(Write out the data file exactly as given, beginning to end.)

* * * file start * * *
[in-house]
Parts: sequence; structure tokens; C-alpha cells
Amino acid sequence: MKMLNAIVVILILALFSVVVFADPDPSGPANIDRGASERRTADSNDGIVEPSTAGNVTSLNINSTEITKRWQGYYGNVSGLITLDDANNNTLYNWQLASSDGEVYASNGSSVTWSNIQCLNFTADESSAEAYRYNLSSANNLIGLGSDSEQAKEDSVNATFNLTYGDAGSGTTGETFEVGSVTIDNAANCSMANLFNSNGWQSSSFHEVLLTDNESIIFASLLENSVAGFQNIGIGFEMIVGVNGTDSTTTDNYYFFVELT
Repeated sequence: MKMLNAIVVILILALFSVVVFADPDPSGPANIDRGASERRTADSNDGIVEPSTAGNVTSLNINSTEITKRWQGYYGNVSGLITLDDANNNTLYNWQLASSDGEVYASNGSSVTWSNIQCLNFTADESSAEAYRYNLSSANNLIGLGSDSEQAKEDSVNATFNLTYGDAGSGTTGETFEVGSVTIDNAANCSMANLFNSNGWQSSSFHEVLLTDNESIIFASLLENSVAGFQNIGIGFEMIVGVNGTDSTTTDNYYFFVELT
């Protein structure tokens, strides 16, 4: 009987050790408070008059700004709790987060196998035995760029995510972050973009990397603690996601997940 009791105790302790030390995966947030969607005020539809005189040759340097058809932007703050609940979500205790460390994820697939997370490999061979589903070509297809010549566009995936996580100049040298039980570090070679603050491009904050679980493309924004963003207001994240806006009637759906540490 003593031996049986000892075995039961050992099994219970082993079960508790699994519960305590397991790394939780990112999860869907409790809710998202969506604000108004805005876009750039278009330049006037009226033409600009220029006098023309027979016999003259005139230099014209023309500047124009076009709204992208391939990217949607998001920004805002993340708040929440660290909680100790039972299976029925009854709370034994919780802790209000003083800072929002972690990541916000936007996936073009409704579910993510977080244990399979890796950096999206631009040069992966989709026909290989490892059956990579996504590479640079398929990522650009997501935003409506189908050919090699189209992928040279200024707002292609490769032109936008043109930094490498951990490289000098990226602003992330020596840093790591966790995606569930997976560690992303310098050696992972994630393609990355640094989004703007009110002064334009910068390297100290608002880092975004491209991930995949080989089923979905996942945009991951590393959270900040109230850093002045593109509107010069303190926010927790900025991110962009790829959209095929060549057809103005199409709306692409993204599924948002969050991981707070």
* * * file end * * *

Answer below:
[in-house]
Parts: sequence; structure tokens; C-alpha cells
Amino acid sequence: MKMLNAIVVILILALFSVVVFADPDPSGPANIDRGASERRTADSNDGIVEPSTAGNVTSLNINSTEITKRWQGYYGNVSGLITLDDANNNTLYNWQLASSDGEVYASNGSSVTWSNIQCLNFTADESSAEAYRYNLSSANNLIGLGSDSEQAKEDSVNATFNLTYGDAGSGTTGETFEVGSVTIDNAANCSMANLFNSNGWQSSSFHEVLLTDNESIIFASLLENSVAGFQNIGIGFEMIVGVNGTDSTTTDNYYFFVELT
Repeated sequence: MKMLNAIVVILILALFSVVVFADPDPSGPANIDRGASERRTADSNDGIVEPSTAGNVTSLNINSTEITKRWQGYYGNVSGLITLDDANNNTLYNWQLASSDGEVYASNGSSVTWSNIQCLNFTADESSAEAYRYNLSSANNLIGLGSDSEQAKEDSVNATFNLTYGDAGSGTTGETFEVGSVTIDNAANCSMANLFNSNGWQSSSFHEVLLTDNESIIFASLLENSVAGFQNIGIGFEMIVGVNGTDSTTTDNYYFFVELT
């Protein structure tokens, strides 16, 4: 009987050790408070008059700004709790987060196998035995760029995510972050973009990397603690996601997940 009791105790302790030390995966947030969607005020539809005189040759340097058809932007703050609940979500205790460390994820697939997370490999061979589903070509297809010549566009995936996580100049040298039980570090070679603050491009904050679980493309924004963003207001994240806006009637759906540490 003593031996049986000892075995039961050992099994219970082993079960508790699994519960305590397991790394939780990112999860869907409790809710998202969506604000108004805005876009750039278009330049006037009226033409600009220029006098023309027979016999003259005139230099014209023309500047124009076009709204992208391939990217949607998001920004805002993340708040929440660290909680100790039972299976029925009854709370034994919780802790209000003083800072929002972690990541916000936007996936073009409704579910993510977080244990399979890796950096999206631009040069992966989709026909290989490892059956990579996504590479640079398929990522650009997501935003409506189908050919090699189209992928040279200024707002292609490769032109936008043109930094490498951990490289000098990226602003992330020596840093790591966790995606569930997976560690992303310098050696992972994630393609990355640094989004703007009110002064334009910068390297100290608002880092975004491209991930995949080989089923979905996942945009991951590393959270900040109230850093002045593109509107010069303190926010927790900025991110962009790829959209095929060549057809103005199409709306692409993204599924948002969050991981707070």